bellinghman: (Caricature)
There is a drink. It is made by injecting high pressure steam through finely ground coffee to cause the coffee to be quickly 'squeezed' from the grounds, and it's made on purpose just for you: there's no batch production.

Or, in other words, it is expressly expressed from the grounds, and expressly for you.

What a wonderful collision of three different meanings of a word. It's understandable that the originators decided to call it 'express coffee'. Except that, they being Italian and the letter 'x' not being in the Italian alphabet[1], that became 'espresso'.

So the Italian word for it is 'espresso'.

The French, however, call it 'expresso', since they have the letter 'x' in their alphabet, as do the Spanish (who call it 'expreso' - note the non-doubled 's').

(I have seen someone mocking French company Carte Noire for calling their drink 'expresso'. This is one of those cases where the ignorance is not where the mocker thought it was.)

We English usually borrow culinary words from the French rather than from the Italians, with the honourable exceptions of pizza and pasta where even the French use the Italian words. So we have courgettes rather than zucchinis. And as we have the letter 'x' (and the word 'express'), it makes more sense for us to use the French spelling than the Italian.

I note that Americans have much less of a tendency to use French sources in the kitchen — they have zucchinis and cilantro. So it's not invalid for them to use a different term in this case, one that differs in a single letter.

Me, I'm going to be perfectly happy to see either 'espresso' or 'expresso'. Both are correct in my eyes.

[1] The 26-letter western alphabet is often termed the 'Roman Alphabet'. The actual alphabet according to Italians is 21 letters: J, K, W, X and Y not being proper members, and the Romans[2] had 23 letters (missing J, U and W).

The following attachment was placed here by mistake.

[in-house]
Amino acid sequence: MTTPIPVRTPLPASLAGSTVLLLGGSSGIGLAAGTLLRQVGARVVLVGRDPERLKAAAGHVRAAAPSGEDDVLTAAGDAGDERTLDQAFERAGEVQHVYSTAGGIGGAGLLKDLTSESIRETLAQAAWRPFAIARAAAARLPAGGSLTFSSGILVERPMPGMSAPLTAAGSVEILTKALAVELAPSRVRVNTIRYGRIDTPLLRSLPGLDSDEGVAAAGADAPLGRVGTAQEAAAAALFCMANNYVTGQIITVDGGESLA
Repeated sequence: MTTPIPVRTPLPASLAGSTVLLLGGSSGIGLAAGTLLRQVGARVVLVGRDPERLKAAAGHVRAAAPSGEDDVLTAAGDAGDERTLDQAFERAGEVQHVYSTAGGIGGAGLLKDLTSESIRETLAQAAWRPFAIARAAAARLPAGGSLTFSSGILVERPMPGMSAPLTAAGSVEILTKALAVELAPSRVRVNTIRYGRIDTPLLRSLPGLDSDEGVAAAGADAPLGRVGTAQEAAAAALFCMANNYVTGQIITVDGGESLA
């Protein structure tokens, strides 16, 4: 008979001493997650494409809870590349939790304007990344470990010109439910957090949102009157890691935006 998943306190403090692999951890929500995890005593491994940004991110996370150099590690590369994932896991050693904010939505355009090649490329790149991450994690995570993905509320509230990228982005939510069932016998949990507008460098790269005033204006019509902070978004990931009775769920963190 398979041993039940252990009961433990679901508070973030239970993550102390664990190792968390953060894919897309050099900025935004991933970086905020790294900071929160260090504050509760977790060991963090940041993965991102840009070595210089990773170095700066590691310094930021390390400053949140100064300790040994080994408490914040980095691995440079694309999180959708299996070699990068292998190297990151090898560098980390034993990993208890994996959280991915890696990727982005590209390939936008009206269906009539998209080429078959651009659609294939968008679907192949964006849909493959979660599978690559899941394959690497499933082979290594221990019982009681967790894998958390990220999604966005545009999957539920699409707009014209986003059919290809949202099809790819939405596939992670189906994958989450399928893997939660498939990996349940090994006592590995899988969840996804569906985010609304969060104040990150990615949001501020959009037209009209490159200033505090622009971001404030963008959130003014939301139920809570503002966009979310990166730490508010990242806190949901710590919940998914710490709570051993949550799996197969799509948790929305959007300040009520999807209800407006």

[2] Well, not all Romans at all periods, since as an example the current Romans are Italians and have 21 as previously stated.
bellinghman: (Default)

When I was young, one of the dishes my mother used to cook us was a variation on a chilli con carne. It was deeply inauthentic, as befits British cookery of 40 years ago, but it was tasty, inexpensive, and very easy to prepare. And we all loved it.

I have recently started to cook it myself, at least a variation on it, but I think I have the essence of the original.

So, with no more ado

Chilli beans

Ingredients

  • 500g lean minced beef (extra lean is better)

  • 1 tin of baked beans

  • 1 packet of Colmans chilli con carne mix

  • 2 tablespoons tomato ketchup

  • 4 tablespoons water
Method
  • Preheat an oven to 160C

  • In a casserole, brown the minced beef

  • Add the spice mix and stir in

  • Add the remaining ingredients and mix in

  • Mix all together and place the casserole in the oven for 45 minutes

The above will serve two hungry people. When I was young, we used to have it with freshly baked crusty white bread, but [livejournal.com profile] bellinghwoman and I have it on its own.

The original also had a couple of bay leaves in, but I've so far managed to forget that both times. You can also add some chopped browned onion. If you feel like it, you can be serious with this, adding your own spices rather than using a pre-made mix, and using tomato purée and sugar and vinegar instead of the ketchup, but at that point you're starting to head off into proper cookery. The essence of this one is its simplicity.

bellinghman: (Default)
I said that the steak I had last night was the best I'd ever had. I just checked, and discovered that Fullblood Wagyu is what Kobe beef is. Cooked properly, it is going to be as good as it gets.

(Fullblood is another term for pedigree, since it appears most Wagyu are crossbred.)

Posted via LjBeetle
bellinghman: (Default)
I said that the steak I had last night was the best I'd ever had. I just checked, and discovered that Fullblood Wagyu is what Kobe beef is. Cooked properly, it is going to be as good as it gets.

(Fullblood is another term for pedigree, since it appears most Wagyu are crossbred.)

Posted via LjBeetle

May 2016

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